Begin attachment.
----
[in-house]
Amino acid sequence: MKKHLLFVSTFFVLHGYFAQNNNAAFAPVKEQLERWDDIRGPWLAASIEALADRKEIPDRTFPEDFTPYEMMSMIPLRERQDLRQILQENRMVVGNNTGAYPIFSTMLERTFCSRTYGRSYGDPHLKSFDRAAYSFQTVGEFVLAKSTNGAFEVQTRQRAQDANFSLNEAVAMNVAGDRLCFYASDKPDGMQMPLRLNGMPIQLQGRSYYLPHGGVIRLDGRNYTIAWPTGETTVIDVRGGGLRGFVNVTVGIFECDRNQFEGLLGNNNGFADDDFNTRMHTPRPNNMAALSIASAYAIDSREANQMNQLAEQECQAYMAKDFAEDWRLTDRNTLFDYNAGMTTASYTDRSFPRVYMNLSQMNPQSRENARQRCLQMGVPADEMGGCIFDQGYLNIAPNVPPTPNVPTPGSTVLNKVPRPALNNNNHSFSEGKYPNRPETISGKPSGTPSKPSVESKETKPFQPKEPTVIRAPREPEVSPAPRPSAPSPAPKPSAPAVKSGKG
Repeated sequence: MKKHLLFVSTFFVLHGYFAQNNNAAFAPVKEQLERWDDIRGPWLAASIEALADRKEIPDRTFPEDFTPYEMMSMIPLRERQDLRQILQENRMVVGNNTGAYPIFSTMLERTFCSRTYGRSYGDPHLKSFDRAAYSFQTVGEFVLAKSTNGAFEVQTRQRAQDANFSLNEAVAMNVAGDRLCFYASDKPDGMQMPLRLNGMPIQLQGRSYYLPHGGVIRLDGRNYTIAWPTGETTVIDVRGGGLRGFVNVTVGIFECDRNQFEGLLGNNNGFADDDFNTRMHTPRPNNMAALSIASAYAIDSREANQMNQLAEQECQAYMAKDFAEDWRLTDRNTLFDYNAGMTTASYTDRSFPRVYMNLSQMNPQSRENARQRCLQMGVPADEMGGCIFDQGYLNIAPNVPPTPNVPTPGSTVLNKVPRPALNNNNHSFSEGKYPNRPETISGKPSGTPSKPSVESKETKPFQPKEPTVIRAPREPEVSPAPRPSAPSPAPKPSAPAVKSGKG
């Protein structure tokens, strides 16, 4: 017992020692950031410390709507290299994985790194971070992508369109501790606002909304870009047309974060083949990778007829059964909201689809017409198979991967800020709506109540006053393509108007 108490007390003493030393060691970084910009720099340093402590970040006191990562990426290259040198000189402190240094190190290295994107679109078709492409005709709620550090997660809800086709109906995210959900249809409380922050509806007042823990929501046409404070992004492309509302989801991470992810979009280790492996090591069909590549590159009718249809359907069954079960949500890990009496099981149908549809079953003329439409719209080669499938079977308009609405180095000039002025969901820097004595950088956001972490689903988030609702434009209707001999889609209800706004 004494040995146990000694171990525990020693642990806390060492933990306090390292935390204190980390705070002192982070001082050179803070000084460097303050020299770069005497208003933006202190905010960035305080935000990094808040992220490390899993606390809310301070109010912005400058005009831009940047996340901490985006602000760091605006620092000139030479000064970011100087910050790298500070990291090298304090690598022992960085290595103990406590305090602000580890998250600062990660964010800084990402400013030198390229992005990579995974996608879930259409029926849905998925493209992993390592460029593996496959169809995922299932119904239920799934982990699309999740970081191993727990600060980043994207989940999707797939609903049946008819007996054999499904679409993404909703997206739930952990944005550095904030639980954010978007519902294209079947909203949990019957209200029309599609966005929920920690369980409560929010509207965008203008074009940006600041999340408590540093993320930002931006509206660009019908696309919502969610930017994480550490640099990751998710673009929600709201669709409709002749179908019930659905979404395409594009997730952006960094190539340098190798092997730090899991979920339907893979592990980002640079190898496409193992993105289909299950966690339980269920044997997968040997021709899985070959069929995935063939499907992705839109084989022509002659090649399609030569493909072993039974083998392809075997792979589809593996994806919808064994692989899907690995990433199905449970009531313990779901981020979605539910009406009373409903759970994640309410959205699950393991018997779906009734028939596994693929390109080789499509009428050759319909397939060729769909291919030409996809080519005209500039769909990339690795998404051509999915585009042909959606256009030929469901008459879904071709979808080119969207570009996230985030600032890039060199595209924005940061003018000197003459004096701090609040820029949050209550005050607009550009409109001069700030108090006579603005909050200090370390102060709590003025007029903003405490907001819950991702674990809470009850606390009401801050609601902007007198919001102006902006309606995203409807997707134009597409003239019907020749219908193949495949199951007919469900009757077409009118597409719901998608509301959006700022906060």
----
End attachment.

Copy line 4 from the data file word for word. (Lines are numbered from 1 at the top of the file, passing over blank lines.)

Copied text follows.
């Protein structure tokens, strides 16, 4: 017992020692950031410390709507290299994985790194971070992508369109501790606002909304870009047309974060083949990778007829059964909201689809017409198979991967800020709506109540006053393509108007 108490007390003493030393060691970084910009720099340093402590970040006191990562990426290259040198000189402190240094190190290295994107679109078709492409005709709620550090997660809800086709109906995210959900249809409380922050509806007042823990929501046409404070992004492309509302989801991470992810979009280790492996090591069909590549590159009718249809359907069954079960949500890990009496099981149908549809079953003329439409719209080669499938079977308009609405180095000039002025969901820097004595950088956001972490689903988030609702434009209707001999889609209800706004 004494040995146990000694171990525990020693642990806390060492933990306090390292935390204190980390705070002192982070001082050179803070000084460097303050020299770069005497208003933006202190905010960035305080935000990094808040992220490390899993606390809310301070109010912005400058005009831009940047996340901490985006602000760091605006620092000139030479000064970011100087910050790298500070990291090298304090690598022992960085290595103990406590305090602000580890998250600062990660964010800084990402400013030198390229992005990579995974996608879930259409029926849905998925493209992993390592460029593996496959169809995922299932119904239920799934982990699309999740970081191993727990600060980043994207989940999707797939609903049946008819007996054999499904679409993404909703997206739930952990944005550095904030639980954010978007519902294209079947909203949990019957209200029309599609966005929920920690369980409560929010509207965008203008074009940006600041999340408590540093993320930002931006509206660009019908696309919502969610930017994480550490640099990751998710673009929600709201669709409709002749179908019930659905979404395409594009997730952006960094190539340098190798092997730090899991979920339907893979592990980002640079190898496409193992993105289909299950966690339980269920044997997968040997021709899985070959069929995935063939499907992705839109084989022509002659090649399609030569493909072993039974083998392809075997792979589809593996994806919808064994692989899907690995990433199905449970009531313990779901981020979605539910009406009373409903759970994640309410959205699950393991018997779906009734028939596994693929390109080789499509009428050759319909397939060729769909291919030409996809080519005209500039769909990339690795998404051509999915585009042909959606256009030929469901008459879904071709979808080119969207570009996230985030600032890039060199595209924005940061003018000197003459004096701090609040820029949050209550005050607009550009409109001069700030108090006579603005909050200090370390102060709590003025007029903003405490907001819950991702674990809470009850606390009401801050609601902007007198919001102006902006309606995203409807997707134009597409003239019907020749219908193949495949199951007919469900009757077409009118597409719901998608509301959006700022906060």